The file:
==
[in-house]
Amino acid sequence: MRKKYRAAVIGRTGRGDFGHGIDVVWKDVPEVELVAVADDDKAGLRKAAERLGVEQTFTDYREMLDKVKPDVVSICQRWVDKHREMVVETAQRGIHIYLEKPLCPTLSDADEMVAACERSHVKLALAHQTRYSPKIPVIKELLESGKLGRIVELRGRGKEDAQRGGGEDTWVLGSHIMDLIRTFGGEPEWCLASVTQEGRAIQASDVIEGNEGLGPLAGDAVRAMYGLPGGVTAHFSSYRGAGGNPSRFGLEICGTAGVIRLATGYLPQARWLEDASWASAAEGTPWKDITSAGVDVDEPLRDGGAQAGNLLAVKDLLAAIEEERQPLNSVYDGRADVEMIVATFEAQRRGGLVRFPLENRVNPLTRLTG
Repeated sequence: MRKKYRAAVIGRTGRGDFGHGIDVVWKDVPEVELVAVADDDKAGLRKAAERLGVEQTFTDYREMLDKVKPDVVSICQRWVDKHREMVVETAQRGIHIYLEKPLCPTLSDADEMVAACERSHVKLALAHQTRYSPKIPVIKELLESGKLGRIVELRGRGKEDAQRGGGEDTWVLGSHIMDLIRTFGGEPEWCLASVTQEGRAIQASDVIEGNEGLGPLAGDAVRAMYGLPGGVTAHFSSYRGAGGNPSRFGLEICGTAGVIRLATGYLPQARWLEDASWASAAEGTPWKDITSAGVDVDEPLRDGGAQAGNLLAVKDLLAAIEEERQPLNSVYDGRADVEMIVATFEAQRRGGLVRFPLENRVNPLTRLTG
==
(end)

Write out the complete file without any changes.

[in-house]
Amino acid sequence: MRKKYRAAVIGRTGRGDFGHGIDVVWKDVPEVELVAVADDDKAGLRKAAERLGVEQTFTDYREMLDKVKPDVVSICQRWVDKHREMVVETAQRGIHIYLEKPLCPTLSDADEMVAACERSHVKLALAHQTRYSPKIPVIKELLESGKLGRIVELRGRGKEDAQRGGGEDTWVLGSHIMDLIRTFGGEPEWCLASVTQEGRAIQASDVIEGNEGLGPLAGDAVRAMYGLPGGVTAHFSSYRGAGGNPSRFGLEICGTAGVIRLATGYLPQARWLEDASWASAAEGTPWKDITSAGVDVDEPLRDGGAQAGNLLAVKDLLAAIEEERQPLNSVYDGRADVEMIVATFEAQRRGGLVRFPLENRVNPLTRLTG
Repeated sequence: MRKKYRAAVIGRTGRGDFGHGIDVVWKDVPEVELVAVADDDKAGLRKAAERLGVEQTFTDYREMLDKVKPDVVSICQRWVDKHREMVVETAQRGIHIYLEKPLCPTLSDADEMVAACERSHVKLALAHQTRYSPKIPVIKELLESGKLGRIVELRGRGKEDAQRGGGEDTWVLGSHIMDLIRTFGGEPEWCLASVTQEGRAIQASDVIEGNEGLGPLAGDAVRAMYGLPGGVTAHFSSYRGAGGNPSRFGLEICGTAGVIRLATGYLPQARWLEDASWASAAEGTPWKDITSAGVDVDEPLRDGGAQAGNLLAVKDLLAAIEEERQPLNSVYDGRADVEMIVATFEAQRRGGLVRFPLENRVNPLTRLTG